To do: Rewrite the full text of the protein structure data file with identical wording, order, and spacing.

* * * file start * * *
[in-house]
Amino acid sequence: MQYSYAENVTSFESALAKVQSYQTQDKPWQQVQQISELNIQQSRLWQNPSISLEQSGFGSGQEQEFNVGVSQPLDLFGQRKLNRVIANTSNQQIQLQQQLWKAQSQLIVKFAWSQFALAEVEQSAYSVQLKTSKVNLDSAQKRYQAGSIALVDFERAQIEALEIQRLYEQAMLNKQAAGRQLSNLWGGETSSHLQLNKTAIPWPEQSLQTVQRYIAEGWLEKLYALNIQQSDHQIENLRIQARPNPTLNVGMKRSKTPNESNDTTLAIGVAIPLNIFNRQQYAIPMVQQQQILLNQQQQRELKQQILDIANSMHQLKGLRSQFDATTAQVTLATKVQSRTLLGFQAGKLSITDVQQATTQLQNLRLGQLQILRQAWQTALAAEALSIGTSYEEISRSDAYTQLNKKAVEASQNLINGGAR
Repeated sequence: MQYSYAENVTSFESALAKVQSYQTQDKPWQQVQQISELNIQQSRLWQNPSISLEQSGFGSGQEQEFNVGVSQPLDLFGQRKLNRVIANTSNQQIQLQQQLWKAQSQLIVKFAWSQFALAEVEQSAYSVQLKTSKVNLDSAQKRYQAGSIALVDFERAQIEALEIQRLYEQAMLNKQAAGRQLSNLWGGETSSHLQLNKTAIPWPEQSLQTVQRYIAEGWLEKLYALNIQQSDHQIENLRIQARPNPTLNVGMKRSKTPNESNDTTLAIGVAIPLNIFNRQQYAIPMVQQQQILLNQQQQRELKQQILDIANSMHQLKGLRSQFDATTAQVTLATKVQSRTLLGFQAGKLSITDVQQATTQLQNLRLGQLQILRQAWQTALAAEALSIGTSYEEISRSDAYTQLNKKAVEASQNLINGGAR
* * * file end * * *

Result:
[in-house]
Amino acid sequence: MQYSYAENVTSFESALAKVQSYQTQDKPWQQVQQISELNIQQSRLWQNPSISLEQSGFGSGQEQEFNVGVSQPLDLFGQRKLNRVIANTSNQQIQLQQQLWKAQSQLIVKFAWSQFALAEVEQSAYSVQLKTSKVNLDSAQKRYQAGSIALVDFERAQIEALEIQRLYEQAMLNKQAAGRQLSNLWGGETSSHLQLNKTAIPWPEQSLQTVQRYIAEGWLEKLYALNIQQSDHQIENLRIQARPNPTLNVGMKRSKTPNESNDTTLAIGVAIPLNIFNRQQYAIPMVQQQQILLNQQQQRELKQQILDIANSMHQLKGLRSQFDATTAQVTLATKVQSRTLLGFQAGKLSITDVQQATTQLQNLRLGQLQILRQAWQTALAAEALSIGTSYEEISRSDAYTQLNKKAVEASQNLINGGAR
Repeated sequence: MQYSYAENVTSFESALAKVQSYQTQDKPWQQVQQISELNIQQSRLWQNPSISLEQSGFGSGQEQEFNVGVSQPLDLFGQRKLNRVIANTSNQQIQLQQQLWKAQSQLIVKFAWSQFALAEVEQSAYSVQLKTSKVNLDSAQKRYQAGSIALVDFERAQIEALEIQRLYEQAMLNKQAAGRQLSNLWGGETSSHLQLNKTAIPWPEQSLQTVQRYIAEGWLEKLYALNIQQSDHQIENLRIQARPNPTLNVGMKRSKTPNESNDTTLAIGVAIPLNIFNRQQYAIPMVQQQQILLNQQQQRELKQQILDIANSMHQLKGLRSQFDATTAQVTLATKVQSRTLLGFQAGKLSITDVQQATTQLQNLRLGQLQILRQAWQTALAAEALSIGTSYEEISRSDAYTQLNKKAVEASQNLINGGAR